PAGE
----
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Is The Robotic Strawberry Harvester on the Horizon?

Is The Robotic Strawberry Harvester on the Horizon? How to Approach Labor Challenges While We Wait

Is The Robotic Strawberry Harvester on the Horizon? How to Approach Labor Challenges While We Wait

To address the industry's need for seasonal labor, businesses must collaborate to create more sustainable business practices. If data tells us anything, the global agriculture business is trending towards automation. A revolutionary new piece of equipment that could drastically curb labor shortages, for example, is the strawberry harvester. American agribusiness leaders have plenty to look forward to with these types of emerging technologies. Read more about these exciting innovations here.

For thousands of years, careful human hands played an integral role in the fresh fruit and produce industry. It's a time-consuming and meticulous process, requiring careful planning and training to execute. But as we move out of the Covid-19 pandemic, fresh fruit agribusiness leaders face mounting labor shortages—particularly those leaders specializing in strawberries. To address the industry's need for seasonal labor, these businesses must collaborate to create more sustainable business practices. For example, existing collaboration has resulted in robotic strawberry harvester systems, a revolutionary new piece of equipment that could drastically curb labor shortages.

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strawberries on the vine featured in greenhouse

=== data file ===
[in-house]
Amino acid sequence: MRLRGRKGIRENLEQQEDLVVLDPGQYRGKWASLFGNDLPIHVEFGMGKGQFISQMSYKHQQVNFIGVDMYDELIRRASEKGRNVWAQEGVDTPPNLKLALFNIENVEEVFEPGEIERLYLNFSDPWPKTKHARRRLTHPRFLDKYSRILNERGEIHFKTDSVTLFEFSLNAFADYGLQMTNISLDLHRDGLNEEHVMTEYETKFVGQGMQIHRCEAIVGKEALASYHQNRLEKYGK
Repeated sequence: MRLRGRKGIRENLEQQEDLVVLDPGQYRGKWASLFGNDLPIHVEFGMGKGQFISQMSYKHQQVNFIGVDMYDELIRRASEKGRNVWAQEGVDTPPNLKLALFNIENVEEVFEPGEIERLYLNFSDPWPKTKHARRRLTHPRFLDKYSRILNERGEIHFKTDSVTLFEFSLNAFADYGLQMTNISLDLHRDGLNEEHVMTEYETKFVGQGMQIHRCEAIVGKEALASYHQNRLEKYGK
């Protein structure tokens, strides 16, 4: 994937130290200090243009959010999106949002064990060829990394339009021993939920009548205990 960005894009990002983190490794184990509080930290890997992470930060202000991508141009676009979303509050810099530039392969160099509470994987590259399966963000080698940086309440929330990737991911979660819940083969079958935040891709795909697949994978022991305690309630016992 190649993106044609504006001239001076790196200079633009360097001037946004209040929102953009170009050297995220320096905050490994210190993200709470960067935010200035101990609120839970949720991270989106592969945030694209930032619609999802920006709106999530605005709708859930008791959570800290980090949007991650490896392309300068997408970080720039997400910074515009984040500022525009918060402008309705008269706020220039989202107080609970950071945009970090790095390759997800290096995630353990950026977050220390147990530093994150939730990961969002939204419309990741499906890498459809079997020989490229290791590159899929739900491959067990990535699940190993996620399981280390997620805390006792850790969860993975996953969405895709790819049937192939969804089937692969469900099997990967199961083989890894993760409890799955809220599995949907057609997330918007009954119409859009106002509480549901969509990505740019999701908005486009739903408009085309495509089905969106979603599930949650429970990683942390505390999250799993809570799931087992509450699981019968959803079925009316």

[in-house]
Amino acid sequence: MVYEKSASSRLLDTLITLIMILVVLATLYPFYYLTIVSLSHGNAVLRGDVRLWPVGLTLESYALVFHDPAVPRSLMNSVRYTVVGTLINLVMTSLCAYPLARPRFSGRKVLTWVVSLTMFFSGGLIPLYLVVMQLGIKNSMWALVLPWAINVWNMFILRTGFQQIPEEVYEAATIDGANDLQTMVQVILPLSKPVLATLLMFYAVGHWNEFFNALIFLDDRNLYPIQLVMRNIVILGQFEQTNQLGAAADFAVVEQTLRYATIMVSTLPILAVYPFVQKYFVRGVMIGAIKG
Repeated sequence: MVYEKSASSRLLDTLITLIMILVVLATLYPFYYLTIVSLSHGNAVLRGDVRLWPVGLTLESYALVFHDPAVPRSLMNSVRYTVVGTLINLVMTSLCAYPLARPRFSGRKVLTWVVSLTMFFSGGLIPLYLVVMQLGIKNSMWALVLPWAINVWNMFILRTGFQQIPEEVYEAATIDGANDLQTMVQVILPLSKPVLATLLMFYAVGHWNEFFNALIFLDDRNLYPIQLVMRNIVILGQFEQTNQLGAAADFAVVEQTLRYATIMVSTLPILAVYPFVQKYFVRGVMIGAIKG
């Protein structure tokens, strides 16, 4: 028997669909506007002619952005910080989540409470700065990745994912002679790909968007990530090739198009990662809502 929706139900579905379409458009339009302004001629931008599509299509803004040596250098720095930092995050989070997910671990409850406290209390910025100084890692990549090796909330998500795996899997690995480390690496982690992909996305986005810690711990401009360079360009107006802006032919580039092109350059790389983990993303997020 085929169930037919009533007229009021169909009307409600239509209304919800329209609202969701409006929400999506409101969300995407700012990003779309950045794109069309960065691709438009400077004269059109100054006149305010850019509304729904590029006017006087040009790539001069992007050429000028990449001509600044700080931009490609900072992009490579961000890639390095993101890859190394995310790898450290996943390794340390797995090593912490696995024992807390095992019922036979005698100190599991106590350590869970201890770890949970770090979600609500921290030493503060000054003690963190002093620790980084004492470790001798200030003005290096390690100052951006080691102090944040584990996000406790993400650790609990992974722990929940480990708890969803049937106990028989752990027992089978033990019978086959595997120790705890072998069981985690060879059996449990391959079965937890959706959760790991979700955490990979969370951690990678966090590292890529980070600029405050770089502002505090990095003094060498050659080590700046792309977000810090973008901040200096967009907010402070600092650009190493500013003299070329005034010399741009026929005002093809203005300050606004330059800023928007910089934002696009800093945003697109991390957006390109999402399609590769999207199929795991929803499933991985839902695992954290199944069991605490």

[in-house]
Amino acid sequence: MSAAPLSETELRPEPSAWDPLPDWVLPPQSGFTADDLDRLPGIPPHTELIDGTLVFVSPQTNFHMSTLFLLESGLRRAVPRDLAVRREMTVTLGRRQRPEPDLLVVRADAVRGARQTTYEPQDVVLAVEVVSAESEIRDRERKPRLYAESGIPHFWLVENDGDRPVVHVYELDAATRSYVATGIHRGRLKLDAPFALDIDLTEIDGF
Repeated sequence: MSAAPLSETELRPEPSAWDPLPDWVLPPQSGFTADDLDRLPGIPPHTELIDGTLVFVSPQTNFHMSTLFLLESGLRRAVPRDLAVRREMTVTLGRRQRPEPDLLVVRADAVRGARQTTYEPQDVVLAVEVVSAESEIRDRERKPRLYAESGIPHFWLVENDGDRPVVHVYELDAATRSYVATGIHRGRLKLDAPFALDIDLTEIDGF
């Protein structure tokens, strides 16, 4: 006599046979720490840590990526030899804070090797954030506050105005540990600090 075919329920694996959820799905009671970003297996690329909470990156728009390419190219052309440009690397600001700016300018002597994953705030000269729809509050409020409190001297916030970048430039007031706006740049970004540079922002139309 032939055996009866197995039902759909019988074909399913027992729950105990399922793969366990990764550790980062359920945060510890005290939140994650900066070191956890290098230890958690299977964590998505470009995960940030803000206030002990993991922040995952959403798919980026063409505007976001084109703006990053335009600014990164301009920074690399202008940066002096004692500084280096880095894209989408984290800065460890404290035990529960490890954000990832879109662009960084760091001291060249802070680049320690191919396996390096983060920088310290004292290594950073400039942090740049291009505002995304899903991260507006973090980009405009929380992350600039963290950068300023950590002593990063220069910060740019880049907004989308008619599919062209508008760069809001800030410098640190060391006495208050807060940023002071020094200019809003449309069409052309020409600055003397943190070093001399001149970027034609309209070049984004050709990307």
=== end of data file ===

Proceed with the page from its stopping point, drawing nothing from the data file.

The Robotic Strawberry Harvester: The Solution to the Current Labor Shortage in the Industry?

While many blame the pandemic for current labor shortages, the roots date back several years. Take the Canadian market, for example. Studies show that Canadian agribusiness was short 63,000 positions in 2018, already marking the highest job vacancy rate in the country at 5.4%. Those shortages persisted through 2019. While the pandemic didn't make things better, the long history of labor shortages in agribusiness—shortages that don't recognize borders—can't be ignored. Thankfully, American agribusiness leaders have plenty to look forward to with emerging strawberry harvester technologies.

Professionals in the strawberry industry understand the meticulous methods required to pick fruit. Strawberries don't have an after-ripening, unlike other fruits such as apples and bananas. You can only harvest them once they reach maturity. What's more, you must handle ripe strawberries with extreme care. Even the slightest squeeze can initiate the rotting process, thus rendering the berry as waste before even leaving the farm.